But at the end of the day, this is – you know, I think we’re all served by trying to work collectively to build markets. And that’s what we’re trying to do. And that’s why we’re reaching out to organizations, you know, that – regional organizations across the country that might be considered, quote/unquote, “competitors,” because we don’t look at it that way. We believe that, you know, there’s a lot of – each of the regions of the country has something to contribute. And we would like to work, you know, on these – on the common issues across the country. So we’re doing that with our colleagues in California. We’d love to – we’re doing it with some colleagues in New Orleans. And we’d obviously like to do it in other parts of the country.
And so I guess my piece of advice, if I were to pick one thing, would be let’s think about this, you know, through the other end of the telescope. Let’s not think about this as a divide the pie sort of thing. Let’s think of this as a create the pie sort of thing. There will be lots of time to figure out how to compete, you know, about this. But we don’t have a market for clean hydrogen yet. So let’s figure out how to do that first, and create it as opposed to compete over it.
Dr. Majkut: And then, you know, one last thing that, I think, you know, you mentioned the sort of – this is a really appealing program. That the hydrogen hubs are a really appealing program. The formation of a hydrogen industry is even a larger and more appealing issue, not just for decarbonization but for economic opportunity, in particular jobs, right? How do you think about workforce development in the context of a clean hydrogen industry? Are we looking at a source of transition for existing oil and gas workers? Is it – are we looking at a whole new sector of employment? And what should we be thinking about when we think about, like, national standards for certifications or licensing, and portability in a national network?
Mr. Perlman: Yeah. We’re at the very beginning of that journey. But, you know, as I started this conversation, as I described, we’re a regional economic development organization. And so looking at, you know, how do we work on job growth and GDP growth is kind of at the core of what we do as part of our DNA as an organization. So this idea of workforce development is a big piece of it. And I have colleagues who are much more expert in that area than I am. But I do believe that what we can do is we can leverage the existing skill base, because we already have a hydrogen industry today. This is not new. We have people who are producing and creating and selling hydrogen every day. So it’s just a question of, you know, what are the additional skills and what are the additional technologies that we need to add? And then how do we broaden and increase the workforce to meet that growing demand?
And then most importantly, and I think I would be remiss if we didn’t talk about this at the end of the conversation, is now do we do this inclusively? And I think it’s very important that, if we think about this as regional economic development, that it have – that we include all communities, you know, in this journey. And I think DOE has been very visionary in how it’s been thinking about things like Justice40. And so I think about this set of issues, about regional economic development issues, not only as workforce but about how we bring communities along that may have not had these sort of opportunities and been adversely affected, frankly, by energy development. And so working on all those issues I think are part of the challenge that we have as a regional economic development organization.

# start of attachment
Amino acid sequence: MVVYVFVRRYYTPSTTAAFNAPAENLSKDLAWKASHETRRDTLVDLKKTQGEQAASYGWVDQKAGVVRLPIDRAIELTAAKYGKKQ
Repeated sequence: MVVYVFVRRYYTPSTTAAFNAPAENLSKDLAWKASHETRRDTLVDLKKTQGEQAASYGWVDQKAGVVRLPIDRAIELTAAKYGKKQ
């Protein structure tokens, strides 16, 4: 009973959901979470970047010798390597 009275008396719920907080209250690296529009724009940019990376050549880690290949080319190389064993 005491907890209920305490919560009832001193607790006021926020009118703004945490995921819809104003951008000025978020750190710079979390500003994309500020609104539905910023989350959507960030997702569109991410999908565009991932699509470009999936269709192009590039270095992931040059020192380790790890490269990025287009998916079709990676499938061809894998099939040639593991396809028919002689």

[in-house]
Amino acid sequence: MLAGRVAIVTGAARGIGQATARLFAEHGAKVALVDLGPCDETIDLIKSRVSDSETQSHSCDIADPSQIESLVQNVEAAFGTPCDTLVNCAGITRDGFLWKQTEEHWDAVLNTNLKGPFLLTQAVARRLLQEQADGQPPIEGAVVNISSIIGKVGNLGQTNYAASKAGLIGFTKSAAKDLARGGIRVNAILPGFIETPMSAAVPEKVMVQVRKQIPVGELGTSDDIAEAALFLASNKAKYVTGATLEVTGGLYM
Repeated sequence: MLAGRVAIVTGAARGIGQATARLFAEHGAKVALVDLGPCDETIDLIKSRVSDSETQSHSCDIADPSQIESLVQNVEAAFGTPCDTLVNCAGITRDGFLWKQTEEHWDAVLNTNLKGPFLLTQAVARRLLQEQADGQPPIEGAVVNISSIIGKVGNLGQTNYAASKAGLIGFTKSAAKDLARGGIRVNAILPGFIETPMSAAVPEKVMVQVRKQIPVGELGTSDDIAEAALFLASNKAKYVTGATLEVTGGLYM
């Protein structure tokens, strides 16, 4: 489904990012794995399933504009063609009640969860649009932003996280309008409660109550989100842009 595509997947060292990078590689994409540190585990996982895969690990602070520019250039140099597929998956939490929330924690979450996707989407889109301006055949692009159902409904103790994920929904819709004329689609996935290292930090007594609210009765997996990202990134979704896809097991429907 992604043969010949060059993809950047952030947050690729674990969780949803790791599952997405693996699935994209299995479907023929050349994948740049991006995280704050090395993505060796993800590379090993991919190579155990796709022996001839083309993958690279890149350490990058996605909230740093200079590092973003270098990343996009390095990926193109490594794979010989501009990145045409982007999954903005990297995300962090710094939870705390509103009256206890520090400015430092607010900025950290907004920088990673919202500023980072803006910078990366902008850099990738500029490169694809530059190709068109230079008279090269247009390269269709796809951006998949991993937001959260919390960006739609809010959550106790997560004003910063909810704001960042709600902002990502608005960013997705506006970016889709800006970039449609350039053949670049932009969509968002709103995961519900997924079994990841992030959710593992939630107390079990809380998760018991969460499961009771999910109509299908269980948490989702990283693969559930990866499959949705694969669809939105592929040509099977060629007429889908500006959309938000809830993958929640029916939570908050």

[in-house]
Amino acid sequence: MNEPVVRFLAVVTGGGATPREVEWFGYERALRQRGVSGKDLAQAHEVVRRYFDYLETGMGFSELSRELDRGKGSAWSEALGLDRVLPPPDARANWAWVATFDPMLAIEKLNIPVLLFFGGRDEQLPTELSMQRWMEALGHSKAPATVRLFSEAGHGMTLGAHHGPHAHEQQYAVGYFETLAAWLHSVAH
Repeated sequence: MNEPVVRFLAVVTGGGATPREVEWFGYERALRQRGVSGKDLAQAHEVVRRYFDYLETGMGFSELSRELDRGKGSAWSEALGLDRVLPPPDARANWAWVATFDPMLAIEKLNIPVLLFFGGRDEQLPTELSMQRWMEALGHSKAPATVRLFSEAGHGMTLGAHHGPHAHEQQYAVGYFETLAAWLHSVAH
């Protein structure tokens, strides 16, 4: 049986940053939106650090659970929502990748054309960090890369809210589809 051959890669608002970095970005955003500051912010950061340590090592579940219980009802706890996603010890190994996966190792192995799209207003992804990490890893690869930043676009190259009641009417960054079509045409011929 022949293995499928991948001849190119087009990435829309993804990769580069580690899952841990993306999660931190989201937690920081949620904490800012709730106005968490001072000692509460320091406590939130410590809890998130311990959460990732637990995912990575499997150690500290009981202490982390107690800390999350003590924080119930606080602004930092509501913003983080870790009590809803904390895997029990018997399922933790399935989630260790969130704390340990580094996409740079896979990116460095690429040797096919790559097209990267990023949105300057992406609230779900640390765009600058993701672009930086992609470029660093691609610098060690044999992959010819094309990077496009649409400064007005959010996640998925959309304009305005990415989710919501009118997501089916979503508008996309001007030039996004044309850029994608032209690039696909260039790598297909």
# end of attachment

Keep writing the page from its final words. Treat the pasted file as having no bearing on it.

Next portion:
Dr. Majkut: That’s – I’m really glad you highlighted the regional economic development aspect of this, right, because it’s kind of funny. You think this is, like, potentially one of the biggest decarbonization projects we’ve got going at the moment, but Houston ends up being a place that has a lot of appealing attributes for moving – being a first mover.
I’d be remiss, working at a public policy organization, if I didn’t ask you, one of the challenges of market development, right, is actually getting interested parties to sign contracts and make big investments alongside federal investments. What should we be thinking about on the policy side to secure certainty for investors when it comes to clean hydrogen?
Mr. Perlman: Well, yeah. I think there’s a couple different things. I mean, clearly there was a framework that hasn’t made it through yet in build back better, which I think was very important for creating this set of – using this set of tools that we know have worked in terms of production tax credits. So those are one piece that I think we know we need to get in place to make this work. And then the other one is, of course, just having a regulatory framework for how we’re going to think about infrastructure. And I know FERC – there was a hearing last week in Congress to start down that path. And I know FERC is starting, you know, to engage in that. So I think those are, you know, kind of the low-hanging fruit in terms of the policy platform that needs to be in place. And then, you know, many other things that we can do on the state and local level hopefully to support that as well.
Dr. Majkut: Well, Brett, we are going to try to stay disciplined – even though I feel like I’d love to talk to you about this for yet another 30 minutes – and bring our event to a close. Thank you, for those of us who have given you questions. I hope we covered at least some of them in spirit if not in – verbatim. And, Brett, I’d offer you a final word, and with my thanks for joining us here today.
Mr. Perlman: Well, Joseph, just thank you so much for having me. I’m just going to give you my – put my email out there. It’s email@example.com. Feel free to reach out to me. I’m happy to entertain, you know, these sorts of conversations or one-on-one conversations with different other organizations or other companies that are interested in being part of what we’re trying to create here.
Dr. Majkut: Great. Well, thank you very much, Brett. To our audience, thank you for tuning in. This will be archived on the CSIS website. And we look forward to seeing the fruits of your labor.
Mr. Perlman: Great. Thanks, Joseph.